Life is getting dearer in Turkmenistan.
President Gurbanguly Berdymukhamedov last week instructed a deputy prime minister in charge of the domestic energy industry to begin the process of installing gas meters in people’s homes.
Speaking at a government meeting on April 28, Berdymukhamedov cast the measure as a energy-saving provision.
To judge by earlier statements, however, the move appears more likely intended to slash government expenditures and gradually wean the population off the current generous system of subsidies. Turkmen households at the moment receive 600 cubic meters of household gas free of charge every year, as well free electricity and water.
Berdymukhamedov has previously argued that scrapping such handouts would enable Turkmenistan make a transition toward a market-based system.
In April 2016, he said that although all-encompassing benefits had proven vital in the early years of independence, they had now outlived their usefulness.
“This factor prevents us from making the transition to a market economy and also leads to additional government expenditures,” he said.
Tellingly, however, even after a full year since those remarks, the government still has not yet actually implemented any measures toward cutting benefits — an evident acknowledgment of concerns that any such move could spark deep discontent. It is received wisdom that the benefits, in addition to systematic authoritarian practices, are what enables the government to lull the population into quiescent compliance.
Such talk of liberalizing prices is spreading anxiety of rises in the cost of living elsewhere.
Foreign-based news website Alternative News of Turkmenistan reported a sudden panic around gas stations on the evening of April 30 following rumors of an anticipated spike in fuel prices. According to ANT, the substance of the scuttlebutt was that the price for a liter of A-95 grade gas was set to jump from 1 manat (around $0.30 at the official rate) to 2.5 manat or even possibly 3.5 manat.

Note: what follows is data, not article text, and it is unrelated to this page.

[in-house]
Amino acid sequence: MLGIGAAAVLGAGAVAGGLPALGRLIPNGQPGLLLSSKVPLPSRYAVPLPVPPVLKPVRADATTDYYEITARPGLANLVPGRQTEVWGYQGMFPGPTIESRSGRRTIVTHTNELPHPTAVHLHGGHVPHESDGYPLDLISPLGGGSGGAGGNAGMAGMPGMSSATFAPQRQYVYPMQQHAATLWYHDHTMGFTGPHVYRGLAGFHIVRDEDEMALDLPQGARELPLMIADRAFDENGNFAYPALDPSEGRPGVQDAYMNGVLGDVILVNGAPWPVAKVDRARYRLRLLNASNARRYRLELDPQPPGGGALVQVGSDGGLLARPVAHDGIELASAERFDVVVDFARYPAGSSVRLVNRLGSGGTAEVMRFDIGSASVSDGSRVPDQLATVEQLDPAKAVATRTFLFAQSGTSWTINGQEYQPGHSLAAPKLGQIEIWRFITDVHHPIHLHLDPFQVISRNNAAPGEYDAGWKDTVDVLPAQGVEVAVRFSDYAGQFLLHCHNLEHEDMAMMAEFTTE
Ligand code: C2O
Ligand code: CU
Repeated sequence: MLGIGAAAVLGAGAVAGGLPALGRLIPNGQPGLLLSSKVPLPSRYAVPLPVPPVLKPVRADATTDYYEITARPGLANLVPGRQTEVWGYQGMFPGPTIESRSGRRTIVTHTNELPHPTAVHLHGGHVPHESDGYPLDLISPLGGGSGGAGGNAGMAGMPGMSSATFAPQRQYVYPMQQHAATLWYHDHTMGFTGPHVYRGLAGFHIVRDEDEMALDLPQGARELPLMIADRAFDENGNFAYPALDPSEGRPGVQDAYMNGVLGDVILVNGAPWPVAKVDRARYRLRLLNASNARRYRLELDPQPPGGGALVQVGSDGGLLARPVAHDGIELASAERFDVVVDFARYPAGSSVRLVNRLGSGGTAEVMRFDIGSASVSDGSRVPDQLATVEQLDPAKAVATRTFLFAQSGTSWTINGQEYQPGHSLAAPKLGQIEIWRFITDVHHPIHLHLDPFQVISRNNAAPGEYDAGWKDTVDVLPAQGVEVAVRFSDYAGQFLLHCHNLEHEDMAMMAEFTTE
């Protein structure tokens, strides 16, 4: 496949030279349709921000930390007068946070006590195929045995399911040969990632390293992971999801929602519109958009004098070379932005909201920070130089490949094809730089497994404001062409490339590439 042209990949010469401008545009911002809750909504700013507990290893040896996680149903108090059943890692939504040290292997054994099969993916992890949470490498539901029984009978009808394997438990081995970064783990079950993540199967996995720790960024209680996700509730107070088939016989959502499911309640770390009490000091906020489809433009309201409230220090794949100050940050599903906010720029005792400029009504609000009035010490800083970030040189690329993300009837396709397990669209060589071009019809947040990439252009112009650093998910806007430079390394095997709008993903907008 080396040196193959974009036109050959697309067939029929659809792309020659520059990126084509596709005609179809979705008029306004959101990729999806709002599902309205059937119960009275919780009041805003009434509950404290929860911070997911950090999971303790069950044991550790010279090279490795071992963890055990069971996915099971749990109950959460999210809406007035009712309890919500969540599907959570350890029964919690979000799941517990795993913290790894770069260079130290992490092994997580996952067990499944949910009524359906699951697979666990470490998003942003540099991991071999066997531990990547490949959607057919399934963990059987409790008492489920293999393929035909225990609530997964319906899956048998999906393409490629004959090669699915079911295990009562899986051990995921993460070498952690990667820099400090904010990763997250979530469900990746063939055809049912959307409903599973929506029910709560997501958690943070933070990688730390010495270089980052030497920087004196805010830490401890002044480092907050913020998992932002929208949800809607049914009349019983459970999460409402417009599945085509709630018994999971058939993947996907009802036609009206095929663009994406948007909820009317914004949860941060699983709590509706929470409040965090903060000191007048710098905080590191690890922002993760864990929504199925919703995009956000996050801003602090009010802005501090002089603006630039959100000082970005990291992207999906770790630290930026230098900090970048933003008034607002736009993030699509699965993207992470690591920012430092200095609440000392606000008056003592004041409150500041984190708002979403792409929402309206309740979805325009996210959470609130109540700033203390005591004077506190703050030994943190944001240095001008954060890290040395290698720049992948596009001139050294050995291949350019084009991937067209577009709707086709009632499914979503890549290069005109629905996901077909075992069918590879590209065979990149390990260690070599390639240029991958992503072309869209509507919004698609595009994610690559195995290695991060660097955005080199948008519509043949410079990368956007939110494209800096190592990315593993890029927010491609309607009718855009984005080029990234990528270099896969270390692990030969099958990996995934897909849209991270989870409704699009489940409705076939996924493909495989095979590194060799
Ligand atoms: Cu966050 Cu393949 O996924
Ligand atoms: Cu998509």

Hoping to save some money, many motorists spent an entire night waiting in line at gas stations, the website reported.
Gas attendants do not appear to have been apprised of any plans to hike prices, but ANT said the speculation may have arisen from actual increases in the cost of train and plane tickets.
As of May 1, the cost of internal train trips has doubled, while the price of air tickets has increased by up to 20 percent, RFE/RL’s Turkmen service, Radio Azatlyk reported.
Berdymukhamedov justified this particular measure by reminding people of the purported rising level of incomes.
“Every year in our country, we raise salaries, pensions and benefits by 10 percent. That is much more than people spend on air and train tickets,” he said in a government meeting on April 14.
The cost of supplementary services for train passengers has gone up too. Whenever travelers buy tickets, they are also charged an additional 4 manat for the use of linen in sleeper cars.
“According to passengers, linen used to be paid for directly on the train, when it was given to you. And passengers are not given any receipt,” an Ashgabat resident told Radio Azatlyk.
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